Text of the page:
Commands by sunny256 (3)

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Fill a hard drive with ones - like zero-fill, but the opposite :)
Note: Replace 200000 with drive bytes/512, and /dev/sdx with the destination drive/partition. ;) Note: You may need to install pipebench, this is easy with "sudo apt-get install pipebench" on Ubuntu. The reason I hunted around for the pieces to make up this command is that I wanted to specifically flip all of the bits on a new HDD, before running an Extended SMART Self-Test (actually, the second pass, as I've already done one while factory-zeroed) to ensure there are no physical faults waiting to compromise my valuable data. There were several sites that came up in a Google search which had a zero-fill command with progress indicator, and one or two with a fill-with-ones command, but none that I could find with these two things combined (I had to shuffle around the dd command(s) to get this to happen without wasting speed on an md5sum as well). For reference, these are the other useful-looking commands I found in my search: Zero-fill drive "/dev/sdx", with progress indicator and md5 verification (run sudo fdisk -l to get total disk bytes, then divide by 512 and enter the resulting value into this command for a full wipe) $ dd if=/dev/zero bs=512 count= | pipebench | sudo tee /dev/sdx | md5sum And this command for creating a file filled with ones is my other main source (besides the above command and man pages, that is - I may be a Linux newbie but I do read!): $ tr '\000' '\377' < /dev/zero | dd of=allones bs=1024 count=2k Hope someone finds this useful! :) Cheers, - Gliktch

List top 20 IP from which TCP connection is in SYN_RECV state
List top 20 IP from which TCP connection is in SYN_RECV state. Useful on web servers to detect a syn flood attack. Replace SYN_ with ESTA to find established connections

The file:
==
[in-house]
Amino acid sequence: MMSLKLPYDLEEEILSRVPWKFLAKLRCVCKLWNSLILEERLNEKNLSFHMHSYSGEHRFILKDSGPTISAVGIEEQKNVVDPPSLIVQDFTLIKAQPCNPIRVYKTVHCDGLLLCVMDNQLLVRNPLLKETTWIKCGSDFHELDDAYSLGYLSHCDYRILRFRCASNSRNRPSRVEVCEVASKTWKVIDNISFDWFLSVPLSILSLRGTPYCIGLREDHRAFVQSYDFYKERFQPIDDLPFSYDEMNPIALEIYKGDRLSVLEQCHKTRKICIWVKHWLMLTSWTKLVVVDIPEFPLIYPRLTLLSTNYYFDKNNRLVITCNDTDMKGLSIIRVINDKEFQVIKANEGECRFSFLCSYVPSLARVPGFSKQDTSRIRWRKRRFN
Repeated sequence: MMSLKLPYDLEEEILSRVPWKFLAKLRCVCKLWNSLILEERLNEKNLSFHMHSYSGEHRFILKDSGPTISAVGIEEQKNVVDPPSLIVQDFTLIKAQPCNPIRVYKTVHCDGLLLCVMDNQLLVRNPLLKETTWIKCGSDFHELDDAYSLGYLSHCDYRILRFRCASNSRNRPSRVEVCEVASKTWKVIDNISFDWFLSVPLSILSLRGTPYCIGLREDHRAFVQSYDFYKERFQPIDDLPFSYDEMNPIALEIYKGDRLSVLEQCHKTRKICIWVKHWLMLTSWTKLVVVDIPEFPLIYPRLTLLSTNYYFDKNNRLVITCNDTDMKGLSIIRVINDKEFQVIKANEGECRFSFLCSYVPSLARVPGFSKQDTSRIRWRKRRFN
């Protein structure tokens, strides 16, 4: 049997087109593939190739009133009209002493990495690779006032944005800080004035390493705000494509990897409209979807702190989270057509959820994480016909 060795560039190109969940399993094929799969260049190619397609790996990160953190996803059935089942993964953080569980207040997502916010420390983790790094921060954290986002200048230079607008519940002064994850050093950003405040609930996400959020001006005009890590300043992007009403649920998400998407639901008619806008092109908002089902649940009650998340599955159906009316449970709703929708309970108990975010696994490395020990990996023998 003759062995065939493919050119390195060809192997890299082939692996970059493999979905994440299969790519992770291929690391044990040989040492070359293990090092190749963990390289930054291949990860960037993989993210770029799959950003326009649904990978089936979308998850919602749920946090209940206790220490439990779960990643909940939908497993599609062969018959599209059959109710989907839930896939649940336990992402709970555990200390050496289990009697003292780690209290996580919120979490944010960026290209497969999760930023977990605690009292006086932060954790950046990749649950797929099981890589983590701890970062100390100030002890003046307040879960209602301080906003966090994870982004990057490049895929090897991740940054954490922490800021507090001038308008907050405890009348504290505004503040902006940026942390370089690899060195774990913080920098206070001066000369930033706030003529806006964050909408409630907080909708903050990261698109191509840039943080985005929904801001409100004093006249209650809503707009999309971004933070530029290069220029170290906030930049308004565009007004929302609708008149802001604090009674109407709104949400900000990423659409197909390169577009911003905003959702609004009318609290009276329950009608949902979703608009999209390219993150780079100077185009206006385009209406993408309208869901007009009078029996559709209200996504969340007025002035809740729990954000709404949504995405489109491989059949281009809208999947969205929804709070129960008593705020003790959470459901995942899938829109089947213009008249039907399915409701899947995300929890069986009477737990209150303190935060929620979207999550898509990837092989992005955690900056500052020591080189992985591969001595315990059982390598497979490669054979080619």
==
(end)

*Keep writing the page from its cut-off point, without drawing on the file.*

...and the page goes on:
Regenerate the /etc/mtab file

Reverse SSHfs mount,
While `sshfs $REMOTE_HOST:$REMOTE_PATH $LOCAL_PATH` "pulls" a directory from the remote server to the local host, the above command does the reverse and "pushes" a directory from the local host to the remote server. This makes use of the "slave" option of sshfs which instructs it to communicate over plain stdin/stdout and the `dpipe` tool from vde2 to connect the sftp-server stdout to the sshfs stdin and vice-versa.

reclaim your window titlebars (in ubuntu lucid)

Which fonts are installed?
See all fonts installed in your system

Scans for open ports using telnet

Which processes are listening on a specific port (e.g. port 80)
swap out "80" for your port of interest. Can use port number or named ports e.g. "http"

Rip a CD/DVD to ISO format.
An easy method to generate ISOs from CD/DVD media.

Force wrap all text to 80 columns in Vim
This is assuming that you're editing some file that has not been wrapped at 80 columns, and you want it to be wrapped. While in Vim, enter ex mode, and set the textwidth to 80 columns: $ :set textwidth=80 Then, press: $ gg to get to the top of the file, and: $ gqG to wrap every line from the top to the bottom of the file at 80 characters. Of course, this will lose any indentation blocks you've setup if typing up some source code, or doing type setting. You can make modifications to this command as needed, as 'gq' is the formatting command you want, then you could send the formatting to a specific line in the file, rather than to the end of the file. $ gq49G Will apply the format from your current cursor location to the 49th row. And so on.


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